She also acknowledges those who have left a lasting impression on her and these include Ms Margaret Ssentamu, the Executive Director Uganda Media Women’s Association (UMWA) who she looks up to as a media manager role model because over the years, Ageno has learnt so much from her. Mr Okidi and Ms Bonabaana, both senior editors at UBC, at the time have also been influential.
While these persons have and continue to play a huge role in Ageno’s growth, a combination of passion and hard work cannot be overlooked. “With this skillset, one can never go wrong. I also constantly seek to improve myself because learning never hurt or killed anyone. That includes attending different workshops, and online training to sharpen my skills,” she shares.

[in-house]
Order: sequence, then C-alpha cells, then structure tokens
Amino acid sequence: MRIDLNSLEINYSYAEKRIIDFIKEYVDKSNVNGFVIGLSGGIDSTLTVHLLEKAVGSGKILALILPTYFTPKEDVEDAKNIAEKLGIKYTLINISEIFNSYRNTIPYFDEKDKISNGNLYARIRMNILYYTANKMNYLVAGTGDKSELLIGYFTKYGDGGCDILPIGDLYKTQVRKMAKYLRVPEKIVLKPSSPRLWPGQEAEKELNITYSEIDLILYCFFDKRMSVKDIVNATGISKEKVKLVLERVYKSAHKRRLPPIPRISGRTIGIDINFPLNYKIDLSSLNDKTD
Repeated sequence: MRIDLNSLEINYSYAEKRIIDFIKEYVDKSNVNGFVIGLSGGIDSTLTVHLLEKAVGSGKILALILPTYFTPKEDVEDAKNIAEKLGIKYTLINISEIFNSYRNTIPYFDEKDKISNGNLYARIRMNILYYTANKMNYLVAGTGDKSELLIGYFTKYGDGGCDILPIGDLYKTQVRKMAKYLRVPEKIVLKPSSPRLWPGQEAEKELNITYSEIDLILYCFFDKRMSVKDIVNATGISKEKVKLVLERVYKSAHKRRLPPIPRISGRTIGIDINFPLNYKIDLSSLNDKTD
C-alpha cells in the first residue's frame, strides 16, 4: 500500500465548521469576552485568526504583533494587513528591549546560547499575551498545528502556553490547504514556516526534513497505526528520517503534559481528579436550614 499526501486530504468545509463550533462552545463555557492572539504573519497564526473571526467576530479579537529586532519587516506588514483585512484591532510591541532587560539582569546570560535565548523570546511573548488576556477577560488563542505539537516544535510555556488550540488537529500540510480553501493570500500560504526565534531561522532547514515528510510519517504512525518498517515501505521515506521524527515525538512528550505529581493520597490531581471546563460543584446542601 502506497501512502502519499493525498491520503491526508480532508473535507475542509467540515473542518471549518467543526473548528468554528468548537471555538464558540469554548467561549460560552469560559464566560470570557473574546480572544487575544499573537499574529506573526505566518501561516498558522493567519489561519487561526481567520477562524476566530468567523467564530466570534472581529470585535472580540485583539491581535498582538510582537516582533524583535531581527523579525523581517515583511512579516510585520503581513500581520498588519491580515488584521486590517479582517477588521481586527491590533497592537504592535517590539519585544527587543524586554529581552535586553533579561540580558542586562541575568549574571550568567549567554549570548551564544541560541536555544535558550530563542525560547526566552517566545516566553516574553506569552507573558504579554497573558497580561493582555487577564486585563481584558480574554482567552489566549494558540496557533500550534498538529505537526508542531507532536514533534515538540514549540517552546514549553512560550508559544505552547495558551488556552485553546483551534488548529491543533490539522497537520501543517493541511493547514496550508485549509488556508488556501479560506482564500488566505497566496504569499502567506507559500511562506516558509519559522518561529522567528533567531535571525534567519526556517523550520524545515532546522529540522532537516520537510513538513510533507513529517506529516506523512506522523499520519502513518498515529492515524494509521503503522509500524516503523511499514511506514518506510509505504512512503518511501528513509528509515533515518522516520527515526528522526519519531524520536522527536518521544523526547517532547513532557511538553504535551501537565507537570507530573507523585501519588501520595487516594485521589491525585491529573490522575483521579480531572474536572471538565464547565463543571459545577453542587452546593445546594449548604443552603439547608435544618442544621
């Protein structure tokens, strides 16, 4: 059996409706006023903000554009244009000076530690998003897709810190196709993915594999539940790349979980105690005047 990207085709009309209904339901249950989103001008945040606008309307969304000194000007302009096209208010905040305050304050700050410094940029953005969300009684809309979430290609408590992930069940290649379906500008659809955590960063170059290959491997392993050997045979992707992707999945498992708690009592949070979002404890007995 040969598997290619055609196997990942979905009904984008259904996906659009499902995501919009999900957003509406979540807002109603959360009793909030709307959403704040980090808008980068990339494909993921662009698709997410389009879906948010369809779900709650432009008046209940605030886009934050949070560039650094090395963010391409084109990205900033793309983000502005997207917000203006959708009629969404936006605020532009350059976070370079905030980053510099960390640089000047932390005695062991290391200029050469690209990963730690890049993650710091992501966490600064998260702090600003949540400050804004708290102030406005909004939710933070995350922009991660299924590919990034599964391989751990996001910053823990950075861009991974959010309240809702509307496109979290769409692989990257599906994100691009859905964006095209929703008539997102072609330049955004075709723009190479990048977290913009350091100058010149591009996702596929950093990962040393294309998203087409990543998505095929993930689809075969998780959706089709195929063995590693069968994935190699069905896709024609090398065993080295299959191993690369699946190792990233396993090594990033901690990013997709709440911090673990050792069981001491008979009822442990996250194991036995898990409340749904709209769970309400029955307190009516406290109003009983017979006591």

For any woman yearning to join this career path, Ageno says passion is extremely important. “Passion will drive you to move on despite the obstacles and beat negative energy. Additionally, one must possess the right skills set and know the basic principles of journalism because these apply not just to field reporting at the point of gathering news, but are also important for things such as anchoring and conducting on-air interviews, as well as handling live reporting.”
For one that desires to work in journalism but lacks the training, Ageno says the most important thing is to be confident and believe you can do it; work at it until you perfect it.
“Perfection comes with persistence and perseverance. You must not forget that the academic papers alone, without practical skill may not be very helpful, so pursuing both is the best way to go. Also note that in broadcast, your most important tool is your voice, therefore, work on it.”